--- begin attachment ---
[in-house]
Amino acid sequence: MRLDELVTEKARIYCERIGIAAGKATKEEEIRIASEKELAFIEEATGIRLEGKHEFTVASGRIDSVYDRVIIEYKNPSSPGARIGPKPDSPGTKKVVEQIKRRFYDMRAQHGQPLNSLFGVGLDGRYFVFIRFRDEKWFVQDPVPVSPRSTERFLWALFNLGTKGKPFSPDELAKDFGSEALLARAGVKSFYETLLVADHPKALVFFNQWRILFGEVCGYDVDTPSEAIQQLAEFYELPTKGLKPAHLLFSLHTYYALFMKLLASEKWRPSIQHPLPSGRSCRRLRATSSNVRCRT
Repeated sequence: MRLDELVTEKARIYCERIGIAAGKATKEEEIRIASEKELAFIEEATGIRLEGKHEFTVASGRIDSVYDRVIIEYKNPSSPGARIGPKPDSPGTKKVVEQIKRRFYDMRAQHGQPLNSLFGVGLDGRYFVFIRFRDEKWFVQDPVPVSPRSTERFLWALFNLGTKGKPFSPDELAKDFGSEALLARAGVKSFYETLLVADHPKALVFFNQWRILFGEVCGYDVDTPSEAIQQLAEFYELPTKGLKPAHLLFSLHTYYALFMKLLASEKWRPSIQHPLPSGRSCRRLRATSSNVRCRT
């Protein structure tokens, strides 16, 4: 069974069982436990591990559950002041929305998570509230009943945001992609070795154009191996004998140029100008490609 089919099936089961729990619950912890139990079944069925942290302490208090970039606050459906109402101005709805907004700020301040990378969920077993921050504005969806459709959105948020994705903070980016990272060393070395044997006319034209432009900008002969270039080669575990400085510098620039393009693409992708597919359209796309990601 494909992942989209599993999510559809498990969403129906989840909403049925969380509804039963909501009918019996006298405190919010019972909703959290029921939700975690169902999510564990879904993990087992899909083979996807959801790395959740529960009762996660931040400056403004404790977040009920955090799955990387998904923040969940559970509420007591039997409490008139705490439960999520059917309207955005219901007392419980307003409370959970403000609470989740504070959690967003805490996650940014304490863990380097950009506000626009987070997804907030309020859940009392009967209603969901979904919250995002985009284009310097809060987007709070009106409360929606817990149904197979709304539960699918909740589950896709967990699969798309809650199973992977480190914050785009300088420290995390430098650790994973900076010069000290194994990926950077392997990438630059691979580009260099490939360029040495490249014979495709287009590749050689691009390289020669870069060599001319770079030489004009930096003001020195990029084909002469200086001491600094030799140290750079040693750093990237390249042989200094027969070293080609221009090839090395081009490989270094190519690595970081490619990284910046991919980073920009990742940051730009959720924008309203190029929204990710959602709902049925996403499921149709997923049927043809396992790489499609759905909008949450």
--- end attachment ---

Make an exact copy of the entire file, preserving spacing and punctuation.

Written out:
[in-house]
Amino acid sequence: MRLDELVTEKARIYCERIGIAAGKATKEEEIRIASEKELAFIEEATGIRLEGKHEFTVASGRIDSVYDRVIIEYKNPSSPGARIGPKPDSPGTKKVVEQIKRRFYDMRAQHGQPLNSLFGVGLDGRYFVFIRFRDEKWFVQDPVPVSPRSTERFLWALFNLGTKGKPFSPDELAKDFGSEALLARAGVKSFYETLLVADHPKALVFFNQWRILFGEVCGYDVDTPSEAIQQLAEFYELPTKGLKPAHLLFSLHTYYALFMKLLASEKWRPSIQHPLPSGRSCRRLRATSSNVRCRT
Repeated sequence: MRLDELVTEKARIYCERIGIAAGKATKEEEIRIASEKELAFIEEATGIRLEGKHEFTVASGRIDSVYDRVIIEYKNPSSPGARIGPKPDSPGTKKVVEQIKRRFYDMRAQHGQPLNSLFGVGLDGRYFVFIRFRDEKWFVQDPVPVSPRSTERFLWALFNLGTKGKPFSPDELAKDFGSEALLARAGVKSFYETLLVADHPKALVFFNQWRILFGEVCGYDVDTPSEAIQQLAEFYELPTKGLKPAHLLFSLHTYYALFMKLLASEKWRPSIQHPLPSGRSCRRLRATSSNVRCRT
């Protein structure tokens, strides 16, 4: 069974069982436990591990559950002041929305998570509230009943945001992609070795154009191996004998140029100008490609 089919099936089961729990619950912890139990079944069925942290302490208090970039606050459906109402101005709805907004700020301040990378969920077993921050504005969806459709959105948020994705903070980016990272060393070395044997006319034209432009900008002969270039080669575990400085510098620039393009693409992708597919359209796309990601 494909992942989209599993999510559809498990969403129906989840909403049925969380509804039963909501009918019996006298405190919010019972909703959290029921939700975690169902999510564990879904993990087992899909083979996807959801790395959740529960009762996660931040400056403004404790977040009920955090799955990387998904923040969940559970509420007591039997409490008139705490439960999520059917309207955005219901007392419980307003409370959970403000609470989740504070959690967003805490996650940014304490863990380097950009506000626009987070997804907030309020859940009392009967209603969901979904919250995002985009284009310097809060987007709070009106409360929606817990149904197979709304539960699918909740589950896709967990699969798309809650199973992977480190914050785009300088420290995390430098650790994973900076010069000290194994990926950077392997990438630059691979580009260099490939360029040495490249014979495709287009590749050689691009390289020669870069060599001319770079030489004009930096003001020195990029084909002469200086001491600094030799140290750079040693750093990237390249042989200094027969070293080609221009090839090395081009490989270094190519690595970081490619990284910046991919980073920009990742940051730009959720924008309203190029929204990710959602709902049925996403499921149709997923049927043809396992790489499609759905909008949450």